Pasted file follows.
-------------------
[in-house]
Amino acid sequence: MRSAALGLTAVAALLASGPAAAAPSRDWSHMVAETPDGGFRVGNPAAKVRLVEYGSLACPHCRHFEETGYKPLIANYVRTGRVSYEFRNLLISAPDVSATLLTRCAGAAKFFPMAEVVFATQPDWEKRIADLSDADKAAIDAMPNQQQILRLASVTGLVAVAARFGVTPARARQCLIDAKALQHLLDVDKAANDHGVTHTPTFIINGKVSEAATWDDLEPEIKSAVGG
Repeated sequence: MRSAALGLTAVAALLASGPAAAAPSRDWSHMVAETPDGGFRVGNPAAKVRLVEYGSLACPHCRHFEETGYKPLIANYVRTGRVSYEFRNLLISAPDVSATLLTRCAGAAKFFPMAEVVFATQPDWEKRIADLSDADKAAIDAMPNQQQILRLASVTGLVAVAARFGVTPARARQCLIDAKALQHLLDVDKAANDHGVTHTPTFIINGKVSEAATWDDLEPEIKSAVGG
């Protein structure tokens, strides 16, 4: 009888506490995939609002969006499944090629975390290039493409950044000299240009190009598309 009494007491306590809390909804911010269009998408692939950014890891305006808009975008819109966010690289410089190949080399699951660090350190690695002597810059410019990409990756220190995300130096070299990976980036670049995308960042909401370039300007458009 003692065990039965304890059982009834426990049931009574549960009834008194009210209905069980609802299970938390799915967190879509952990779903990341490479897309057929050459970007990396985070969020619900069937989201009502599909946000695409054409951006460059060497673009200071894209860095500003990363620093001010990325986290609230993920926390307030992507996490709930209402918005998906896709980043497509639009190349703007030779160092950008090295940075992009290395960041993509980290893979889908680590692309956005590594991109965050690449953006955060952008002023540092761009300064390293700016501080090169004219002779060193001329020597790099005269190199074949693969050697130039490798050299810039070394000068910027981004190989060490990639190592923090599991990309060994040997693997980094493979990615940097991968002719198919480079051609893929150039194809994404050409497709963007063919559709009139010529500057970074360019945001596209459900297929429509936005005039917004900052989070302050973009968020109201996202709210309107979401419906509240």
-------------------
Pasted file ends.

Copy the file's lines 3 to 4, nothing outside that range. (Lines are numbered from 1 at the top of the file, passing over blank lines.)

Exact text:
Repeated sequence: MRSAALGLTAVAALLASGPAAAAPSRDWSHMVAETPDGGFRVGNPAAKVRLVEYGSLACPHCRHFEETGYKPLIANYVRTGRVSYEFRNLLISAPDVSATLLTRCAGAAKFFPMAEVVFATQPDWEKRIADLSDADKAAIDAMPNQQQILRLASVTGLVAVAARFGVTPARARQCLIDAKALQHLLDVDKAANDHGVTHTPTFIINGKVSEAATWDDLEPEIKSAVGG
């Protein structure tokens, strides 16, 4: 009888506490995939609002969006499944090629975390290039493409950044000299240009190009598309 009494007491306590809390909804911010269009998408692939950014890891305006808009975008819109966010690289410089190949080399699951660090350190690695002597810059410019990409990756220190995300130096070299990976980036670049995308960042909401370039300007458009 003692065990039965304890059982009834426990049931009574549960009834008194009210209905069980609802299970938390799915967190879509952990779903990341490479897309057929050459970007990396985070969020619900069937989201009502599909946000695409054409951006460059060497673009200071894209860095500003990363620093001010990325986290609230993920926390307030992507996490709930209402918005998906896709980043497509639009190349703007030779160092950008090295940075992009290395960041993509980290893979889908680590692309956005590594991109965050690449953006955060952008002023540092761009300064390293700016501080090169004219002779060193001329020597790099005269190199074949693969050697130039490798050299810039070394000068910027981004190989060490990639190592923090599991990309060994040997693997980094493979990615940097991968002719198919480079051609893929150039194809994404050409497709963007063919559709009139010529500057970074360019945001596209459900297929429509936005005039917004900052989070302050973009968020109201996202709210309107979401419906509240």